To put it plainly, Utz asked for a level playing field.
At this point, Dunwell is undecided on school choice legislation, but said he was “seriously interested” in it, in part because of conversations and debates fueled by parental frustrations last year. with school boards and the feeling that administrators were not listening to their complaints. .
Newton Superintendent Tom Messinger listened to the listening session and told Dunwell that the legislation comes at a time when school districts are struggling financially. Education savings accounts or vouchers will “indirectly take money out of school coffers”.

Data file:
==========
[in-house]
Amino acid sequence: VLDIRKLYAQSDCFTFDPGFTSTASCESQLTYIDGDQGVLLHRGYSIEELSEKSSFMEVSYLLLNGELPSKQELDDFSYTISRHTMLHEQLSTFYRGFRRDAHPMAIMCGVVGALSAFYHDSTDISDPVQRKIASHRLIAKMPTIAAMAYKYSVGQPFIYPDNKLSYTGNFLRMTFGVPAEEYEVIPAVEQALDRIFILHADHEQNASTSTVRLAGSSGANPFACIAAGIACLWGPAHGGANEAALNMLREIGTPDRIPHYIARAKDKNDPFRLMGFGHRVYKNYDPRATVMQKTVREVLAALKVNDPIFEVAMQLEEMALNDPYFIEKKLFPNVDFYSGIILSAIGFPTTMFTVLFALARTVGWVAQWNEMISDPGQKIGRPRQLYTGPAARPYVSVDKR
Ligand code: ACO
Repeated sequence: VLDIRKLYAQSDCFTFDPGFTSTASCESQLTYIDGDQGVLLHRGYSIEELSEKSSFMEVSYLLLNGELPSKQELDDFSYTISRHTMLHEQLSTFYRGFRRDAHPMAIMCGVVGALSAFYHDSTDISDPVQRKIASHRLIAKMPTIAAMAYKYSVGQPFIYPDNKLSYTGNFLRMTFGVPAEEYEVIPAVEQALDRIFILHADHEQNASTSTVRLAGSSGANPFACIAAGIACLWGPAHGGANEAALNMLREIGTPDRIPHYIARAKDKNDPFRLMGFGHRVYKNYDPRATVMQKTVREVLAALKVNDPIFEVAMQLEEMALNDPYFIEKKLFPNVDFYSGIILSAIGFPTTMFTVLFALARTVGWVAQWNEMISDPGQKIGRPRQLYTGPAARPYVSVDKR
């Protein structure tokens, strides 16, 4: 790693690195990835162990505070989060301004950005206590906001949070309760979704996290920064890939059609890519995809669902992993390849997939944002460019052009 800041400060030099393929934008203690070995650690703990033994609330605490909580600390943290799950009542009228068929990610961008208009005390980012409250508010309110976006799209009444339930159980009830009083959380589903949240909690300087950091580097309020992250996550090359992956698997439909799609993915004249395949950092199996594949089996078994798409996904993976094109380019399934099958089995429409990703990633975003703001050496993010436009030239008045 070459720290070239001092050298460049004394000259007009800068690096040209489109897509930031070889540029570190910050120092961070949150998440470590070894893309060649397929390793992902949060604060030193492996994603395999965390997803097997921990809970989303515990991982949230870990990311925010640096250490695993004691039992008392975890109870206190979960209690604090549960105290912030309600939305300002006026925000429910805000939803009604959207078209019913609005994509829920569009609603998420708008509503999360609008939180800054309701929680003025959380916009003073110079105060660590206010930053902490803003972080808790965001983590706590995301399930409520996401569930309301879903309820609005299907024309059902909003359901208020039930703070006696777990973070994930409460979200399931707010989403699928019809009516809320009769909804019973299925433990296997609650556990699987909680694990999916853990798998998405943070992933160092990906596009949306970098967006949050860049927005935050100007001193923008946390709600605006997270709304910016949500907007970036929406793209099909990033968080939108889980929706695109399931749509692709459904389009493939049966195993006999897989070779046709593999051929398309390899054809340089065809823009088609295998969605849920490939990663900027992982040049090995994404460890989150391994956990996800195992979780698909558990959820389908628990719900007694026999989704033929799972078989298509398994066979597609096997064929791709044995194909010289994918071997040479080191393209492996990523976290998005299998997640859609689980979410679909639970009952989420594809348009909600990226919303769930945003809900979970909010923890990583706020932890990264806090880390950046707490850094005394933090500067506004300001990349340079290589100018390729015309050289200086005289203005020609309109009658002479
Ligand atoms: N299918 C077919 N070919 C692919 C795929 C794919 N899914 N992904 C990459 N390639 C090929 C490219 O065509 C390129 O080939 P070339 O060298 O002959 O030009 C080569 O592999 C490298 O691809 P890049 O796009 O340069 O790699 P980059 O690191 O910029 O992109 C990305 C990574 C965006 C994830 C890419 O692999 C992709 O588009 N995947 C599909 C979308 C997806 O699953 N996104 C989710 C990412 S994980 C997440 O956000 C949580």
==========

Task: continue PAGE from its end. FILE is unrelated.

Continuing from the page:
In addition to this, public schools must provide services to non-public schools. For example, the Newton Community School District provides Title I reading support to Newton Christian School. Districts are also having difficulty finding teachers to fill vacancies.
“So at a time when we could potentially be looking at more students in non-state schools that we would have to provide support for, now you’re dividing those services up even further – it’s going to become an even harder challenge to deliver those services” , said Messinger.
Messinger also responded to Dunwell’s earlier assertion that citizens did not feel the administration was listening to them throughout the pandemic. The great thing about this country, he said, is that it operates on a system of elected officials to make decisions for councils, panels and committees.
Ultimately, Messinger said he doesn’t know of any decision made by a school board that everyone likes.